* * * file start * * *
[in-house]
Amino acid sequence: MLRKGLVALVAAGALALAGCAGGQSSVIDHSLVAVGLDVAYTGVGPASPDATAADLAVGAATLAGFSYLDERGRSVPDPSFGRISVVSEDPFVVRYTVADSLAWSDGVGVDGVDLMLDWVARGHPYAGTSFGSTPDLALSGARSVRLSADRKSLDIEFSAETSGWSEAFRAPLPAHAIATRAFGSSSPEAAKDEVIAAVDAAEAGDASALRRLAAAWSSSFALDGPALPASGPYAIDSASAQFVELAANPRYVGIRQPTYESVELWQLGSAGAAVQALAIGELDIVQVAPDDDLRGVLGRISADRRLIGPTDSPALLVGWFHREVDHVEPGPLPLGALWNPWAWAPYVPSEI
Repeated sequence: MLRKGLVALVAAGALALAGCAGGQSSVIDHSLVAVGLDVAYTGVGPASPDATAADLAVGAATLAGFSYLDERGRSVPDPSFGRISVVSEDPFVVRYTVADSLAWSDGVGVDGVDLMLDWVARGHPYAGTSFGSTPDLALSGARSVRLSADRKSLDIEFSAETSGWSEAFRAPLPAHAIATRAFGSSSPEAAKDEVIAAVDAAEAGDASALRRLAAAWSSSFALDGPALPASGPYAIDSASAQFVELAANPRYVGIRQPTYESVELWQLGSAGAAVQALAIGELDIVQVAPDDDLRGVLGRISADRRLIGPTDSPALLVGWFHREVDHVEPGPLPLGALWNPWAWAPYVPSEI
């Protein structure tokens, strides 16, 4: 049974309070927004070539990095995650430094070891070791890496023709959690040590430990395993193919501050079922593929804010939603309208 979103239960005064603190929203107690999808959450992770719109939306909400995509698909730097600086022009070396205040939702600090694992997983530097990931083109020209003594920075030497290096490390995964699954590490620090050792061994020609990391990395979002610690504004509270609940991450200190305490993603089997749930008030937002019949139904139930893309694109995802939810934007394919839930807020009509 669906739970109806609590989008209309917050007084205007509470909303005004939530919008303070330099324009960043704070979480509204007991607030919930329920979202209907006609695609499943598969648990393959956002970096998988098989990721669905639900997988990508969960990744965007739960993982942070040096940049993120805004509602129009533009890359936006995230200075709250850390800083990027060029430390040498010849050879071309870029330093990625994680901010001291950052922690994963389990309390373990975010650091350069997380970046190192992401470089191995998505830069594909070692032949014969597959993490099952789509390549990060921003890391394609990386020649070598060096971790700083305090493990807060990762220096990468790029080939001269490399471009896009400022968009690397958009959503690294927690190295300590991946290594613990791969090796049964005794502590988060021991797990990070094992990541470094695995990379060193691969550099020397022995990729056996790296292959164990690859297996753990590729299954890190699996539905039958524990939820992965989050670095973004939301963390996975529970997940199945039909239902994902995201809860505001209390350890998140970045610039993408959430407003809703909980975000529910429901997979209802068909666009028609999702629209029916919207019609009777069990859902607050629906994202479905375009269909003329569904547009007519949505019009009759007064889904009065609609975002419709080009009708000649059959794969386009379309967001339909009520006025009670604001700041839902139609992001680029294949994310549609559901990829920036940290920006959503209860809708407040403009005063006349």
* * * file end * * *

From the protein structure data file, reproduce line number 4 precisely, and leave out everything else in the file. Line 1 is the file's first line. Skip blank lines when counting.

């Protein structure tokens, strides 16, 4: 049974309070927004070539990095995650430094070891070791890496023709959690040590430990395993193919501050079922593929804010939603309208 979103239960005064603190929203107690999808959450992770719109939306909400995509698909730097600086022009070396205040939702600090694992997983530097990931083109020209003594920075030497290096490390995964699954590490620090050792061994020609990391990395979002610690504004509270609940991450200190305490993603089997749930008030937002019949139904139930893309694109995802939810934007394919839930807020009509 669906739970109806609590989008209309917050007084205007509470909303005004939530919008303070330099324009960043704070979480509204007991607030919930329920979202209907006609695609499943598969648990393959956002970096998988098989990721669905639900997988990508969960990744965007739960993982942070040096940049993120805004509602129009533009890359936006995230200075709250850390800083990027060029430390040498010849050879071309870029330093990625994680901010001291950052922690994963389990309390373990975010650091350069997380970046190192992401470089191995998505830069594909070692032949014969597959993490099952789509390549990060921003890391394609990386020649070598060096971790700083305090493990807060990762220096990468790029080939001269490399471009896009400022968009690397958009959503690294927690190295300590991946290594613990791969090796049964005794502590988060021991797990990070094992990541470094695995990379060193691969550099020397022995990729056996790296292959164990690859297996753990590729299954890190699996539905039958524990939820992965989050670095973004939301963390996975529970997940199945039909239902994902995201809860505001209390350890998140970045610039993408959430407003809703909980975000529910429901997979209802068909666009028609999702629209029916919207019609009777069990859902607050629906994202479905375009269909003329569904547009007519949505019009009759007064889904009065609609975002419709080009009708000649059959794969386009379309967001339909009520006025009670604001700041839902139609992001680029294949994310549609559901990829920036940290920006959503209860809708407040403009005063006349």